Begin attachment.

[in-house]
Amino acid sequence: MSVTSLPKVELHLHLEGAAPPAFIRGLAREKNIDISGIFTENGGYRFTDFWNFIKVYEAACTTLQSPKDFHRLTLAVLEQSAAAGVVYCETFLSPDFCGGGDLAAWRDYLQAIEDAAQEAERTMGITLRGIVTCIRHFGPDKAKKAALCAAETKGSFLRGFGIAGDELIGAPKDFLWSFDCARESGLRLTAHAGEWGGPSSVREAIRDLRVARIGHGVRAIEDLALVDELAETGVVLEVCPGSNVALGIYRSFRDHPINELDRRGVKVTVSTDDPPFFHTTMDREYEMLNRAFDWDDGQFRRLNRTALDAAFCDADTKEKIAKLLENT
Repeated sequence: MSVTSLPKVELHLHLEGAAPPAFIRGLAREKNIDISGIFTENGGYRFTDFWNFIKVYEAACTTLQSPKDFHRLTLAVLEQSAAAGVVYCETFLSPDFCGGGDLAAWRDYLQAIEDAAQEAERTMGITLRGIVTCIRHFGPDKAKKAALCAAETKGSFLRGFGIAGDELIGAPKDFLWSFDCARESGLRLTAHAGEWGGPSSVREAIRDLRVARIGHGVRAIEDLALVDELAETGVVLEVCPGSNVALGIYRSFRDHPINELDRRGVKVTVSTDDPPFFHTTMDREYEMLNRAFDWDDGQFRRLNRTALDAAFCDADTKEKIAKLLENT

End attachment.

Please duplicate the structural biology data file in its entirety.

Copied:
[in-house]
Amino acid sequence: MSVTSLPKVELHLHLEGAAPPAFIRGLAREKNIDISGIFTENGGYRFTDFWNFIKVYEAACTTLQSPKDFHRLTLAVLEQSAAAGVVYCETFLSPDFCGGGDLAAWRDYLQAIEDAAQEAERTMGITLRGIVTCIRHFGPDKAKKAALCAAETKGSFLRGFGIAGDELIGAPKDFLWSFDCARESGLRLTAHAGEWGGPSSVREAIRDLRVARIGHGVRAIEDLALVDELAETGVVLEVCPGSNVALGIYRSFRDHPINELDRRGVKVTVSTDDPPFFHTTMDREYEMLNRAFDWDDGQFRRLNRTALDAAFCDADTKEKIAKLLENT
Repeated sequence: MSVTSLPKVELHLHLEGAAPPAFIRGLAREKNIDISGIFTENGGYRFTDFWNFIKVYEAACTTLQSPKDFHRLTLAVLEQSAAAGVVYCETFLSPDFCGGGDLAAWRDYLQAIEDAAQEAERTMGITLRGIVTCIRHFGPDKAKKAALCAAETKGSFLRGFGIAGDELIGAPKDFLWSFDCARESGLRLTAHAGEWGGPSSVREAIRDLRVARIGHGVRAIEDLALVDELAETGVVLEVCPGSNVALGIYRSFRDHPINELDRRGVKVTVSTDDPPFFHTTMDREYEMLNRAFDWDDGQFRRLNRTALDAAFCDADTKEKIAKLLENT